The first part of each log entry is the date and time of the error. Following that are module and process ID information as well as the visitor’s IP address. But what you will typically be looking for is the error message itself.

In the example above, most errors are “File not found.” After the error message is the path to the missing file.

Once you know the cause of the error, you can check your site and fix it. Often the errors are caused by links to files that have moved or been deleted. These are usually easy fixes by changing or removing the links.

You may also see [NOTICE] errors such as, “bot detected for vhost.” The notice errors typically indicate that the connection to the site was closed by the server.

The reason for that varies from server to server, but the error log should indicate why the connection was closed. In this case, the server detected a bot that it considered potentially harmful, so the connection was terminated.

Here’s a link to Apache’s error logs page if you want to take a deep dive into server errors.

Method 3: Using the Debug Log Manager Plugin

A third option is to just use a plugin. While there are several options, one of the easiest is to use the Debug Log Manager for WordPress. It essentially does Method 1 for you with a click of a button.

Thus, there is no code editing necessary.

Step 1: Install Debug Log Manager

As with all plugins, the first step is to install it. If this is the first time installing a plugin, check out our guide to do it.

Install The Plugin

Step 2: Enable Logging

The plugin consists of a single slider switch that allows you to enable error logging. To find it, click on Tools and select the Debug Log Manager option.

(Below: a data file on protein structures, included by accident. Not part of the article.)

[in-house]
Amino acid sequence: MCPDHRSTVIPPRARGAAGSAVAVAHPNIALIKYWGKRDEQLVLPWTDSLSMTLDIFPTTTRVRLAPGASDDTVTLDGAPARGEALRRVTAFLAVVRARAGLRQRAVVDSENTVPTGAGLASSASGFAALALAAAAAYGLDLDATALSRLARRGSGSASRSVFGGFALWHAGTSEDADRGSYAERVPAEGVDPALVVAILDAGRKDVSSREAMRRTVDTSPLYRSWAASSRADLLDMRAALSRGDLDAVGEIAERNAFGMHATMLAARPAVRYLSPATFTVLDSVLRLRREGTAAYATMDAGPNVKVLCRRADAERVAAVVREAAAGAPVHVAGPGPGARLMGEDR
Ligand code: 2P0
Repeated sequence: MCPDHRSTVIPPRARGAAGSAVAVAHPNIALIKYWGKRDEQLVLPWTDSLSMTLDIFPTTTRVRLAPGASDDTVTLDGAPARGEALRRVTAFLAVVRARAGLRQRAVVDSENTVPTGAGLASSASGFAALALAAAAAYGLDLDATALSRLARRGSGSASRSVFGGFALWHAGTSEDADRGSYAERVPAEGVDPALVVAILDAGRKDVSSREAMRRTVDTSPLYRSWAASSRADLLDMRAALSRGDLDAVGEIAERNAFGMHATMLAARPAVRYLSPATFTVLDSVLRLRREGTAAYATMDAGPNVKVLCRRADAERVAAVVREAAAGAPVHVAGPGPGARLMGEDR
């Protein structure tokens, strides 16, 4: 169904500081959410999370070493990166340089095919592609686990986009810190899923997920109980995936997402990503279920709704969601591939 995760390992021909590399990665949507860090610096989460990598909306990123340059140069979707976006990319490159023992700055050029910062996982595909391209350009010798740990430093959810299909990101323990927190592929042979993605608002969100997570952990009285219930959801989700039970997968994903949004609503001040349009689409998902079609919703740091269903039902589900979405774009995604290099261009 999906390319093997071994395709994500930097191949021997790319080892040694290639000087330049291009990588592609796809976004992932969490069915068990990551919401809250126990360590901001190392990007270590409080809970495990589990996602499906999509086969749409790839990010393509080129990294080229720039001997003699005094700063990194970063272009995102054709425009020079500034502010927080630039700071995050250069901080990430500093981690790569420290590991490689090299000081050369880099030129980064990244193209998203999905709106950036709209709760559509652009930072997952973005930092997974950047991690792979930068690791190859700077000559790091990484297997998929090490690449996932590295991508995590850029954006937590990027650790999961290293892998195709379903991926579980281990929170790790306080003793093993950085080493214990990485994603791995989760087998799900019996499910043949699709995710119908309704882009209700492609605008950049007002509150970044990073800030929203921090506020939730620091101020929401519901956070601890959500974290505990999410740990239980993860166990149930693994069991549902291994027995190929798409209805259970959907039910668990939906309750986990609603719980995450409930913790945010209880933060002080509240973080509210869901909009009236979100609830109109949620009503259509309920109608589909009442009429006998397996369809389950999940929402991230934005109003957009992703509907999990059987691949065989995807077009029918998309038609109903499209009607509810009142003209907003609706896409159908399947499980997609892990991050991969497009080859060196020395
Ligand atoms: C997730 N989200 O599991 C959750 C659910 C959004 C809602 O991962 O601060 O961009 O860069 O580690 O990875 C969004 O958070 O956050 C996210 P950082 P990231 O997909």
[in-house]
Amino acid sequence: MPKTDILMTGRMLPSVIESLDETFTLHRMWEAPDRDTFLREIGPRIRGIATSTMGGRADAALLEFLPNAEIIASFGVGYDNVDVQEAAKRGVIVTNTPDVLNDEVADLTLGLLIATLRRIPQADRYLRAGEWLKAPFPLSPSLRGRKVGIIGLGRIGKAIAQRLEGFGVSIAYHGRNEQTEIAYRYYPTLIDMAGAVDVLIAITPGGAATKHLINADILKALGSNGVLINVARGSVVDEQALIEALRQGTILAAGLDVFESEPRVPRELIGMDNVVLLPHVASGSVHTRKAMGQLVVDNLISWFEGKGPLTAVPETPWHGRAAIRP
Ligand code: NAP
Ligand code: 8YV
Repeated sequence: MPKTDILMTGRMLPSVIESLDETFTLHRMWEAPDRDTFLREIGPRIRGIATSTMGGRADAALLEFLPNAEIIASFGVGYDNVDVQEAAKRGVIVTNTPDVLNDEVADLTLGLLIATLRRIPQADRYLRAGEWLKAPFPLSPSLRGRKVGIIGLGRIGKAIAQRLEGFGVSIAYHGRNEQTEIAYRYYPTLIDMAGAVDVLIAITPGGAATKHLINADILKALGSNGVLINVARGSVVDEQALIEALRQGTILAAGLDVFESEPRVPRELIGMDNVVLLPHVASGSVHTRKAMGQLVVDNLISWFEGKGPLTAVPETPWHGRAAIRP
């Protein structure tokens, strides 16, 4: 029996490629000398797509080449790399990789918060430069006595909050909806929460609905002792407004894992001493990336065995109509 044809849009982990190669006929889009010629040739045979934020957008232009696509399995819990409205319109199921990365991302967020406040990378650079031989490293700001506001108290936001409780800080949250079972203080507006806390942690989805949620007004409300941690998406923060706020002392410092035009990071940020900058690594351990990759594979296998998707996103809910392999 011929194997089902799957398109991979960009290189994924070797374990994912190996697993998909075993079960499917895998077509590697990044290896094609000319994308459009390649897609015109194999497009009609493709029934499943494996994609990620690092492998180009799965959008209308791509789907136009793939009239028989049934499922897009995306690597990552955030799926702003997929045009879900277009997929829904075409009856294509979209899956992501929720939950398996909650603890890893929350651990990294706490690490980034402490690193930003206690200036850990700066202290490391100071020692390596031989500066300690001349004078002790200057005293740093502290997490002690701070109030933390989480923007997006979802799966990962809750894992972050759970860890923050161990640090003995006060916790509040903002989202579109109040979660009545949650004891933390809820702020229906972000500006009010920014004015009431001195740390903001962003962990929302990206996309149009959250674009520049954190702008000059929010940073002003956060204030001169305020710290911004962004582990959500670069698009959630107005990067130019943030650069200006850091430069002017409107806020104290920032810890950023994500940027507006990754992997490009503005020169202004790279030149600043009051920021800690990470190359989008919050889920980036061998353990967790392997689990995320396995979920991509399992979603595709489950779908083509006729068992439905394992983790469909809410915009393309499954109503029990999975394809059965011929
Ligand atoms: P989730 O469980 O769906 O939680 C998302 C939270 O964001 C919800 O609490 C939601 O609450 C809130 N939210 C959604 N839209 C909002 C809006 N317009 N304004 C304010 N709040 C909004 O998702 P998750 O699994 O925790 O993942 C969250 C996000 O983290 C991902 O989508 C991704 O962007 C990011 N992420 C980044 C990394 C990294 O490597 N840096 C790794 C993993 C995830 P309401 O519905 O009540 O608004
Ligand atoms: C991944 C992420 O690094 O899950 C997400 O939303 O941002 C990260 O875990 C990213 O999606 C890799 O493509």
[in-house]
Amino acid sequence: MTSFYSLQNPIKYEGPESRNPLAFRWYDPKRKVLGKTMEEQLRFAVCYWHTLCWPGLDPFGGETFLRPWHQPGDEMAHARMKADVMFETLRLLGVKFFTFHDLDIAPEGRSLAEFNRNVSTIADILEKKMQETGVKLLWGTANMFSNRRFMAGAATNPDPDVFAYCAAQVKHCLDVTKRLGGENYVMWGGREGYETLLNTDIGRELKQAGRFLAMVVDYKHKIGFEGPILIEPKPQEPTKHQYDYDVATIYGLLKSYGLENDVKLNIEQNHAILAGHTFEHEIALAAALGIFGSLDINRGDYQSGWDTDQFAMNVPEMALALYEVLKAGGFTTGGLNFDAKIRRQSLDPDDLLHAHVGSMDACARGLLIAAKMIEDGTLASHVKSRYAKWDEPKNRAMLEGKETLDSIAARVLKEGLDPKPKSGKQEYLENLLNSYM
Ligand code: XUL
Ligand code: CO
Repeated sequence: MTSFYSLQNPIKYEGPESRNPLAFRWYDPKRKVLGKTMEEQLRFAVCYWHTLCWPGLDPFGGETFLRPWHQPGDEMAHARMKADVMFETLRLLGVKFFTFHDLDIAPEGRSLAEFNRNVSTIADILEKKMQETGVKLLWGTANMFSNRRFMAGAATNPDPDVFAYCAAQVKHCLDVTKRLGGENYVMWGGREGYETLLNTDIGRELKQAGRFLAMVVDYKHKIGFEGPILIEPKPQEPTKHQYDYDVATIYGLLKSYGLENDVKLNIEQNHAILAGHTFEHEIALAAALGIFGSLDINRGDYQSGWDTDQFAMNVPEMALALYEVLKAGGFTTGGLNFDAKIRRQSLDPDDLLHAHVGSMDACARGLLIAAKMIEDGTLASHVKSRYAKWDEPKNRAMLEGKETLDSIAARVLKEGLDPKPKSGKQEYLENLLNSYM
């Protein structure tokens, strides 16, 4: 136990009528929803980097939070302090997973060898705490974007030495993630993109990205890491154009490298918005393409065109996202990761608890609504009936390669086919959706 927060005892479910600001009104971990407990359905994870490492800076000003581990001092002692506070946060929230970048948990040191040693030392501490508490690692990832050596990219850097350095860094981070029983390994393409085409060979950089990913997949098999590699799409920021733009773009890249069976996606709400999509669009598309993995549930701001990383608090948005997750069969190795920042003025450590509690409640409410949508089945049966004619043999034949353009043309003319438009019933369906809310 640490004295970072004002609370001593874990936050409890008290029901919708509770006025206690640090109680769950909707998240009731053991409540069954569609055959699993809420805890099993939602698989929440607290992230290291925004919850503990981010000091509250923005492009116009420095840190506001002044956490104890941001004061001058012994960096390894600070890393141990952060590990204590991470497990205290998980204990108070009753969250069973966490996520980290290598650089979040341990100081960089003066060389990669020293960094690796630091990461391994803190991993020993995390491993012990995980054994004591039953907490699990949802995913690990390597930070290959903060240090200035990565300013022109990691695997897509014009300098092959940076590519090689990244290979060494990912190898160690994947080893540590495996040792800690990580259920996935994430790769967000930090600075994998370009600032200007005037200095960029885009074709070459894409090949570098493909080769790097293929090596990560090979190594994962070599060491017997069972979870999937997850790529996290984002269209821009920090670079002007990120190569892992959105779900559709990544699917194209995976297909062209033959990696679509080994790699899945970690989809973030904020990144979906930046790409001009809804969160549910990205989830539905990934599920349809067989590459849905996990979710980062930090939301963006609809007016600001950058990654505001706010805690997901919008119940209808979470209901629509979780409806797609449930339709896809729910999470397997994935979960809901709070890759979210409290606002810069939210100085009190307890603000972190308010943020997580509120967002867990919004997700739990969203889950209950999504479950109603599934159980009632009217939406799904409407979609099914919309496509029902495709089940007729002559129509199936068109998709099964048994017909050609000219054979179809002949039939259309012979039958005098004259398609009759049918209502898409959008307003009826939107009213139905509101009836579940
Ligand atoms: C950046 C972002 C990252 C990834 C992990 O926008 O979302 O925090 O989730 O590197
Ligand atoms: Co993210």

Debug Log Manager

Click on the switch to enable logging.

Enable Logging

And that is it. The error log will now become viewable below the switch. You can view it in this section at any time. To disable it, simply click on the switch again. You can adjust how many errors are visible at a time.

And with that, you now know a third method for viewing the error log in WordPress.

Know Exactly What is Causing the Errors in WordPress

You will encounter plenty of common WordPress errors that can cause you frustration and downtime for your website. An error log will tell you exactly what script from what plugin, theme, or other file is causing the error.

This will greatly speed up your website’s recovery time. Having a backup in place will ensure you can roll back if the error is causing significant downtime.

Not only will the log uncover what errors are your fault, but you will also be able to determine if some errors are your web host’s fault. If you are noticing regular downtime because of your web host, then it is time to switch.

Where are the errors coming from on your website? Do you like using the debug mode to uncover where the error is occurring?